sacrifice

The Association of Light with Darkness {ex20:21}

Photo © Unsplash/Sidney Severin

Photo © Unsplash/Sidney Severin

Mighty God,
Great Dispeller of Night,
Awesome Disbander of Murkiness,
Glorious Dismisser of Shadows,
we prefer to hail You
as the One
who banishes darkness.
We prefer hymns which extol
the world-illuminating power
of Your light.

We never sing songs
about Your darkness-dwelling tendencies.
We don't lift our voices
to praise Your presence in the shadows,
but to question Your delay in dissipating them.
And we are careful
to keep our distance from dark clouds,
though we seem to find them just the same.
   /or, rather, they methodically
    hunt down and engulf us/

Mighty God,
Strong Dismantler of Gloom,
when the inky blackness swirls around me,
may I choose to praise You,
the ever-present Holy Squatter
in Earth's rundown tenement.

As long as evil persists in this place,
draw my heart out
and steel it to brave
the onslaught of the whirlwind,
emboldening me
to seek You where You are,
willing to share and shoulder
some of the sorrow and suffering
that lives in Your own heart
for this forlorn and much-loved race.

 

Delegation Abdication? {ex18}

Photo © Unsplash/Sharon McCutcheon

Photo © Unsplash/Sharon McCutcheon

Exodus 18 has been
the jumping-off point
for many a sermon on delegating.
But I wonder if delegating
was what Moses was supposed to do.

He listened to his father-in-law,
but it doesn't say
whether he consulted God
on the newly-proposed
hierarchy.

On one hand,
Jethro's idea took a heavy burden
from Moses' shoulders
and broke it up into smaller
more easily-managed pieces.

On the other hand,
maybe God had intended
Moses to carry
the Israelite Cross.

On one hand,
the people could
get their disputes resolved
without having to practice
so much patience.

On the other hand,
the
plan
added
yet
another
layer
of
bureaucracy
between
the
people
and
the
God
who
had
longed
to
speak
with
them
face
to
face
as
a
man
speaks
to
his
friend.

Perhaps Moses did
the right thing.

But if he had been on
the sure path to
burnout,
why didn't the God
who was in the habit
of speaking with him every day
tell him so
Himself?

 

God is a servant.

God is a servant.

2 SAMUEL 5

So, finally David is inaugurated as the new king of Israel. And something very short and simple in this chapter stuck out to me: "All the tribes of Israel came to David at Hebron and said, 'We are your own flesh and blood. In the past, while Saul was king over us, you were the one who led Israel on their military campaigns. And the Lord said to you, "You will shepherd my people Israel, and you will become their ruler."'" (vs 1-2)

God prefers right to rite.

1 SAMUEL 15

I decided to go with the "softer" title for this blog. My first choice was God doesn’t care about your "good deeds." This was what Saul learned in 1 Samuel 15. He expressly disobeyed God’s command when he went into battle with the Amalekites. Nobody was to be taken alive, and everything that belonged to the Amalekites was to be destroyed.

But Saul didn’t listen to the Lord. Oh, he put everyone to the sword all right. Everyone except King Agag, that is. He took him as a prisoner of war, perhaps to gloat or maybe to torture him for a while. Who knows. And in addition to this, the army plundered everything that was "good"—the sheep, cattle, and lambs. They kept the choicest of everything for themselves.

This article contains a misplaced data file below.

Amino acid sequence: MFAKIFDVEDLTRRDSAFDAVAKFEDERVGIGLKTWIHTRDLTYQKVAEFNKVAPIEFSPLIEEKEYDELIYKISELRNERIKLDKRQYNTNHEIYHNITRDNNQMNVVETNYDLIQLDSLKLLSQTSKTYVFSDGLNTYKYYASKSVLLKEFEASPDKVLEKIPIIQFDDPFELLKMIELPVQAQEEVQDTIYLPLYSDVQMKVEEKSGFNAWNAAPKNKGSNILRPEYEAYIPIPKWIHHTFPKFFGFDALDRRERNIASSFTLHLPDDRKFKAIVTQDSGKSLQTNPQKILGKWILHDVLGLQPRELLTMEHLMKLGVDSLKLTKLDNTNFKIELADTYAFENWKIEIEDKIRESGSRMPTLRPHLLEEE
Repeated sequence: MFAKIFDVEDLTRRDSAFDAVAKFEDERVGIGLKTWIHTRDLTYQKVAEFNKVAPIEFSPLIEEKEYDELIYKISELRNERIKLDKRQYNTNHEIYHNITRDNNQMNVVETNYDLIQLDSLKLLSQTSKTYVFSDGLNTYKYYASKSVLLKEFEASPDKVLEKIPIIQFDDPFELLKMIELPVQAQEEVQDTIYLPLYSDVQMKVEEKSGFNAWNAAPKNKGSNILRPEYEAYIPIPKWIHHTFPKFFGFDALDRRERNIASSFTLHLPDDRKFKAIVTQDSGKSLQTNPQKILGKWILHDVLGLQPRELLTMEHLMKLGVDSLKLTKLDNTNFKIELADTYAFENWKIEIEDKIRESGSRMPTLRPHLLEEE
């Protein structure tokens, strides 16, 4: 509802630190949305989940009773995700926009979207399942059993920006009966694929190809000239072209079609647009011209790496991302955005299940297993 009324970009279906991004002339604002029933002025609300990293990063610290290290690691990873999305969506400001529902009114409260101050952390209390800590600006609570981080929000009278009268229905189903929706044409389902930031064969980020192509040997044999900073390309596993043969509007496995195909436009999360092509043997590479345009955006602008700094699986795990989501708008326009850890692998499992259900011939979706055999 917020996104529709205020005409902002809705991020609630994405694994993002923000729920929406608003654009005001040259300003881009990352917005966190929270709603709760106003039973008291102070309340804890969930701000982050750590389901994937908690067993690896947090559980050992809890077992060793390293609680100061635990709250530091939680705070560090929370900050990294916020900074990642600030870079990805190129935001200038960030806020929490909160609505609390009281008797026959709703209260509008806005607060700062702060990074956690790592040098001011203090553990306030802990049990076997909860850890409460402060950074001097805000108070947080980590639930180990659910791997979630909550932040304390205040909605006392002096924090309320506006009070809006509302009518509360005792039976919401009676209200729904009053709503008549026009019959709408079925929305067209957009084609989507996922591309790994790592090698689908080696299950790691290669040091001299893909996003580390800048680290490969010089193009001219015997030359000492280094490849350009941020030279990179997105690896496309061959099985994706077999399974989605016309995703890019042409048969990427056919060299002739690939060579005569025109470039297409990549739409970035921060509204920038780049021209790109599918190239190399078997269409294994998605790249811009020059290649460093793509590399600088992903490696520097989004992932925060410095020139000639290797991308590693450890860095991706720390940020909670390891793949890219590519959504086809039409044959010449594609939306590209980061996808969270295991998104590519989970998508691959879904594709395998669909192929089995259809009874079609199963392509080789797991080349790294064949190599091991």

When Samuel came to meet Saul (knowing that he had violated the Lord’s command), I love his answer to Saul’s declaration that he had carried out all the Lord’s instructions: "But Samuel said, 'What then is this bleating of sheep in my ears?'" (vs 14) Ha! But Saul was adamant that he had obeyed the Lord, saying that he had simply brought the animals back from battle in order to make sacrifices to God. (I think, in his mind, he thought that’s what would make God less angry.)

Photo © Unsplash/Chinh Le Duc

Photo © Unsplash/Chinh Le Duc

"And Samuel said:
Do you think all God wants are sacrifices—empty
rituals just for show?
He wants you to listen to him!
Plain listening is the thing,
not staging a lavish religious production.
Not doing what God tells you
is far worse than fooling around in the occult.
Getting self-important around God
is far worse than making deals with your dead
ancestors." (vs 22-23)

God always tells us the right thing to do. And if we are unwilling to listen and do what is right, God doesn’t care how many rites we try to put in place of our obedience. God doesn’t want our sacrifices; He doesn’t want our good deeds; He doesn’t want our empty worship. He wants us. And if a willing, surrendered heart isn’t part of what we bring to Him, then nothing else matters.

Do you think all God wants are sacrifices?
He wants you to listen to him!

Forget about the rite. Do the right!

Photo © Unsplash/Nina Strehl

Photo © Unsplash/Nina Strehl

A Change of Heart {gn44:33-34}

Photo © Unsplash/Fadi Xd

Photo © Unsplash/Fadi Xd

as the years had come and gone
since selling Joseph like a pawn
Judah'd had a lot of time
to contemplate his clever crime

but watching how his father grieved
had been much worse than he'd conceived
it wore him down, right to the bone
he reaped much more than he had sown

until at last, a broken man,
he lived a different master plan:
a willingness to be the slave
to sacrifice, and thus to save

redemption needn't seem so strange
even dirty hearts can change

 

On Dying in Childbirth {gn35:16-18}

genesis-sacrifice-on-dying-in-childbirth-poem.png

Rachel is a cautionary tale
for every woman
who dreams of having
a baby.

Rachel is a reminder—
just the first in a long, tragic history of reminders—
that choosing to have a child
is dangerous business.

Having a child can kill you.

.                 .                 .

No, having a child will kill you.

The day you give birth
may not be the last day you draw breath,
but you will, at the very least,
wish you were dead
four hundred times
in the first three months alone.

And though you may not realize it immediately,
the woman you were
before that first peculiar cry cleaved the air
is dead and gone—